The Rise of Anxiety in American High Schools

November 30, 2016

 

According to the American Institute of Stress, about 25% of all American students suffer from some form of anxiety disorder. That’s one in every four high school students.  

   

When you think of teenagers, you think of having fun and being carefree, not sitting in class shaking and sweating because you don’t want to be called on to answer a question.  Shaking and sweating are just a few of the symptoms that go along with anxiety. Some people also suffer from constant headaches, chills, difficulty focusing, and a feeling of impending doom.

  

Many students develop anxiety because of pressure from teachers and parents, stress, and family issues. School is supposed to be a place for education and fun, not a place that feels like a prison. The college game is more competitive and students have to do well on multiple exams to even be looked at by a university.   

 

Mrs. Bonney, a guidance counselor at Churchland High School, said that she had definitely noticed a rise of students affected by anxiety.

 

“There’s been an increase with each passing year, with more females being diagnosed and medicated,” she said.

 

Women are biologically more likely to have an anxiety disorder than men.  Women have a fight-or-flight response that stays active longer than a man’s.  This is mainly due to estrogen and progesterone activity in a woman’s brain.  Research done at the University of Montreal has found that women don’t produce serotonin as fast as men do.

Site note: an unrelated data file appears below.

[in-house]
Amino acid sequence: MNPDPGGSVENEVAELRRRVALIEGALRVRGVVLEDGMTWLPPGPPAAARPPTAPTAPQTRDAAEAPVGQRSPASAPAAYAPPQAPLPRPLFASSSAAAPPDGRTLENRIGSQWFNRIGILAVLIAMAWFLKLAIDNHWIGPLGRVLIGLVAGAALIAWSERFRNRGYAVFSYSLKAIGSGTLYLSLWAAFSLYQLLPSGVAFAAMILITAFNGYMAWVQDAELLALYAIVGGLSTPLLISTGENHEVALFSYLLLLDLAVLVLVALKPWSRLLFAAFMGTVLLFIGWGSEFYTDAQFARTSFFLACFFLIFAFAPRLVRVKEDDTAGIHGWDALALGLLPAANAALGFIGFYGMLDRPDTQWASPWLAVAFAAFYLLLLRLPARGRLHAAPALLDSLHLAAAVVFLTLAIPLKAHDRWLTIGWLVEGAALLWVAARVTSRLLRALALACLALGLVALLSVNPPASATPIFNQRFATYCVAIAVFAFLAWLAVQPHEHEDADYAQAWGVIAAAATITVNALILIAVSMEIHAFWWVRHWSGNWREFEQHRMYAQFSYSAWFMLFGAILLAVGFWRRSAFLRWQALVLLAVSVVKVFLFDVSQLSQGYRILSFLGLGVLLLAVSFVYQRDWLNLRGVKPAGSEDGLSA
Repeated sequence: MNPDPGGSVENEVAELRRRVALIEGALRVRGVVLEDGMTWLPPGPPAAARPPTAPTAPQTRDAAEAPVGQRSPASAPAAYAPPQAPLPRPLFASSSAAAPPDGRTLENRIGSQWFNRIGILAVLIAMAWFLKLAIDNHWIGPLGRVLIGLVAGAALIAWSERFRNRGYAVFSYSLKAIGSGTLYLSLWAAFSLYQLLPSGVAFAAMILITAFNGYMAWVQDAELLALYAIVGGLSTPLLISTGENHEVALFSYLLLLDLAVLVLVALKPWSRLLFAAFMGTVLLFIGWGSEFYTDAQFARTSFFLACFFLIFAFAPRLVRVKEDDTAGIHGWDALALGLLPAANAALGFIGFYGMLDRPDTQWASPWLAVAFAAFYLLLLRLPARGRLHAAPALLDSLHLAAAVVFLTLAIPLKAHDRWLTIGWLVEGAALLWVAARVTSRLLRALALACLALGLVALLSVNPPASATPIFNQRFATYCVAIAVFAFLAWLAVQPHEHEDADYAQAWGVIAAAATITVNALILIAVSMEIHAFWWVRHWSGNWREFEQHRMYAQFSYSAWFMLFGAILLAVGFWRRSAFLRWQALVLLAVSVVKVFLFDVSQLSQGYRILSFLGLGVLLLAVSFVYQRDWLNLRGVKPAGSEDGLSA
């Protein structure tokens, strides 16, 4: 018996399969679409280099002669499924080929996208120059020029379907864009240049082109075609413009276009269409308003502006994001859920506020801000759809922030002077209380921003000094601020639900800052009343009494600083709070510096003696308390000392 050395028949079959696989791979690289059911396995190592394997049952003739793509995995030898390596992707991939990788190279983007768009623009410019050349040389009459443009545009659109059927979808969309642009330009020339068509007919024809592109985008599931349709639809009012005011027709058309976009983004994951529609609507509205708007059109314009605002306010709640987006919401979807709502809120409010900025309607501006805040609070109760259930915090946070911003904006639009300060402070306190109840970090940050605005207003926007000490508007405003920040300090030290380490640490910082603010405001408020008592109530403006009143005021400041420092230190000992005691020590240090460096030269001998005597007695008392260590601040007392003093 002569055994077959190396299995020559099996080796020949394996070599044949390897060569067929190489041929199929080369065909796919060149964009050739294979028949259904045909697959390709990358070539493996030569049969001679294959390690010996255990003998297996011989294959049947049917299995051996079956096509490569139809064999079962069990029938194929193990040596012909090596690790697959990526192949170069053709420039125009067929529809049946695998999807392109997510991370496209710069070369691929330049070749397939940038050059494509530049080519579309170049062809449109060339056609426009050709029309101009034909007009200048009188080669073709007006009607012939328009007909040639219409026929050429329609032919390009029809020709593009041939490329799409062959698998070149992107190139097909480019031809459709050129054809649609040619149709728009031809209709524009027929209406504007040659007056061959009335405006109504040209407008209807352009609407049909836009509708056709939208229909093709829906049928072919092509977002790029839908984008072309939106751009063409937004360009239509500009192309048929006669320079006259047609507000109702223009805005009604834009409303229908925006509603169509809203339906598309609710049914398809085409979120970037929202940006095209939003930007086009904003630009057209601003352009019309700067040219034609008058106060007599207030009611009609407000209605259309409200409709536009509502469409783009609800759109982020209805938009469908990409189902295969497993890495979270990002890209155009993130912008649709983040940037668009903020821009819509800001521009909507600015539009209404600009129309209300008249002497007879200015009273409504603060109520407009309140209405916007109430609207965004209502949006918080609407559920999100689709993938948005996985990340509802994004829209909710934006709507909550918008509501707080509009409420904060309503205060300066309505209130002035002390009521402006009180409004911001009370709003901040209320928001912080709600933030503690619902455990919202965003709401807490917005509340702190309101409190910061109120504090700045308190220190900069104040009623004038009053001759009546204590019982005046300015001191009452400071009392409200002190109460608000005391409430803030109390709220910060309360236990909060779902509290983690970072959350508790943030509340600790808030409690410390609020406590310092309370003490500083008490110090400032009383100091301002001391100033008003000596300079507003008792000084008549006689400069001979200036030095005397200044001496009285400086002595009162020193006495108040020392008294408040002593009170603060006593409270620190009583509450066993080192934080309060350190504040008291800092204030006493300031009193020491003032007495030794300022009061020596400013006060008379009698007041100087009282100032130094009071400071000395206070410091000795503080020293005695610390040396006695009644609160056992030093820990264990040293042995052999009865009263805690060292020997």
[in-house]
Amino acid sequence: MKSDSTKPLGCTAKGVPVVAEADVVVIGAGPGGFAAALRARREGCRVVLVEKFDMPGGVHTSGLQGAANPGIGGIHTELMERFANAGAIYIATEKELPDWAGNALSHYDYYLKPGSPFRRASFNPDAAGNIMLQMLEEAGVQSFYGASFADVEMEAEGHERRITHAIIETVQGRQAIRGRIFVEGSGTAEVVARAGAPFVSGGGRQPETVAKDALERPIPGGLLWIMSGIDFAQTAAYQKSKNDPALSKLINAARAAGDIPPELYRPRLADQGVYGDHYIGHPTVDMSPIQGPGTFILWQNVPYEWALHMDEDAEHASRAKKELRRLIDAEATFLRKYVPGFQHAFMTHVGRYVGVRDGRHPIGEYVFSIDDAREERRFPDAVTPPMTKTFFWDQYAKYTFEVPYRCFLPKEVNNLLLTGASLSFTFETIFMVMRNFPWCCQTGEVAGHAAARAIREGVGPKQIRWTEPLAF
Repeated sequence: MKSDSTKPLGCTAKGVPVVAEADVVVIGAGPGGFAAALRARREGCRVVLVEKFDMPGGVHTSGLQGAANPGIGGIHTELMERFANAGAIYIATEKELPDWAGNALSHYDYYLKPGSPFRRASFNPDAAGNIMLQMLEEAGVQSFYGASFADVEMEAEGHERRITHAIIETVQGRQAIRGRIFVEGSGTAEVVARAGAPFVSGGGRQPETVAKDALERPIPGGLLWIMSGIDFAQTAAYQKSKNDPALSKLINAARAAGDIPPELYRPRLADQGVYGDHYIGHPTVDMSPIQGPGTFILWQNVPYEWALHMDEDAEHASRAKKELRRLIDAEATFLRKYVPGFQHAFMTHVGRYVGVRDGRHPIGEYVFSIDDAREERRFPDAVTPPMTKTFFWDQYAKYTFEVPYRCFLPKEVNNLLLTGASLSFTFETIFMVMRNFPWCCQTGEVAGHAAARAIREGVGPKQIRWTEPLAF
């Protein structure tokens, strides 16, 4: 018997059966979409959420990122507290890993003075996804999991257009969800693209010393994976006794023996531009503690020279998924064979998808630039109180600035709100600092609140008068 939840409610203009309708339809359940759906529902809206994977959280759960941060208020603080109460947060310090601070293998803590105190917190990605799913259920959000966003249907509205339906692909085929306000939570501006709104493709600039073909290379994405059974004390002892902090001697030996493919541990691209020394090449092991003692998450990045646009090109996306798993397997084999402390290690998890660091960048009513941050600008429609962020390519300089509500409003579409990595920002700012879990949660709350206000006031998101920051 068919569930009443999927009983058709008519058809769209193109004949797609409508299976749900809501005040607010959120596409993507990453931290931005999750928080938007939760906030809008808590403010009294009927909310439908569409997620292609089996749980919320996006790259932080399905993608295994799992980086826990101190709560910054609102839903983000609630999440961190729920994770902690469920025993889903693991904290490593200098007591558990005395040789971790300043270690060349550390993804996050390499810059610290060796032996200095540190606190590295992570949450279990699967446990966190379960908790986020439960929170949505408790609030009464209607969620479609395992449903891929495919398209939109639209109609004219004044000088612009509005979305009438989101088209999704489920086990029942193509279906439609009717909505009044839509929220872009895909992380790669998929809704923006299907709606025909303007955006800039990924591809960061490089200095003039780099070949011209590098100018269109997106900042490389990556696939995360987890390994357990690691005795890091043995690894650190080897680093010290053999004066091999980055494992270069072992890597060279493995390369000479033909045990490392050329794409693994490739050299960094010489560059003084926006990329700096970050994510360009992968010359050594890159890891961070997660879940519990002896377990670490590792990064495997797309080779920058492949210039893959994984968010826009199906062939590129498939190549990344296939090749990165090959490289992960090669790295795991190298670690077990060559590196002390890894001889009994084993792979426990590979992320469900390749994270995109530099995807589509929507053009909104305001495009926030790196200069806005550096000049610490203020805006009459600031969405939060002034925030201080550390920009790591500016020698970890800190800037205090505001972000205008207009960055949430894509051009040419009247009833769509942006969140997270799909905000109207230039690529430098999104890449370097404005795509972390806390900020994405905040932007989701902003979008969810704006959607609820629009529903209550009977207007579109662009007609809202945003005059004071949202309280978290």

Anxiety can also run in families.  There are actually a few “anxiety genes.”  Sometimes young children exposed to anxious behavior can pick it up from a parent or relative who has been diagnosed with some form of anxiety.  When looking at treatment options, doctors will investigate to see if a family member has taken an anti-anxiety medication and what their reaction to it was.  

 

In some cases anxiety can stem from a rocky family life.

 

“Some kids are anxious because of their environment and their household,” said Mrs. Bonney. “It’s not stable, or they don’t know what’s going on from one day to the next. There’s no clear routine.”

 

When a student has anxiety, their schoolwork becomes affected by it.  Anxiety can prohibit students from participating in class activities.  Class activities can be as simple as answering a question, or be as complicated as presenting a project.  

 

The rates of anxiety among teenagers is increasing.  Studies show that anxiety is becoming more popular because high school kids are more focused on their future college educations and jobs.  

 

Our culture is becoming more materialistic and society has put more stress on teenagers.  Sometimes money and possessions are more valuable than family and friends.  In order to be able to afford the desired possessions, you need to go to a good college and get a good job.  

 

Anxiety is on the rise among high schoolers, but there are ways to treat and control it.  The use of prescription medication is increasing as well.  A large percentage of adults diagnosed with anxiety take some form of medication.  

 

Anxiety used to be a thing that only a few people had, but now everyone either has it, or knows someone who has it.  

 

It’s not a secret anymore.  

 

 

Artwork: CC0 Public Domain

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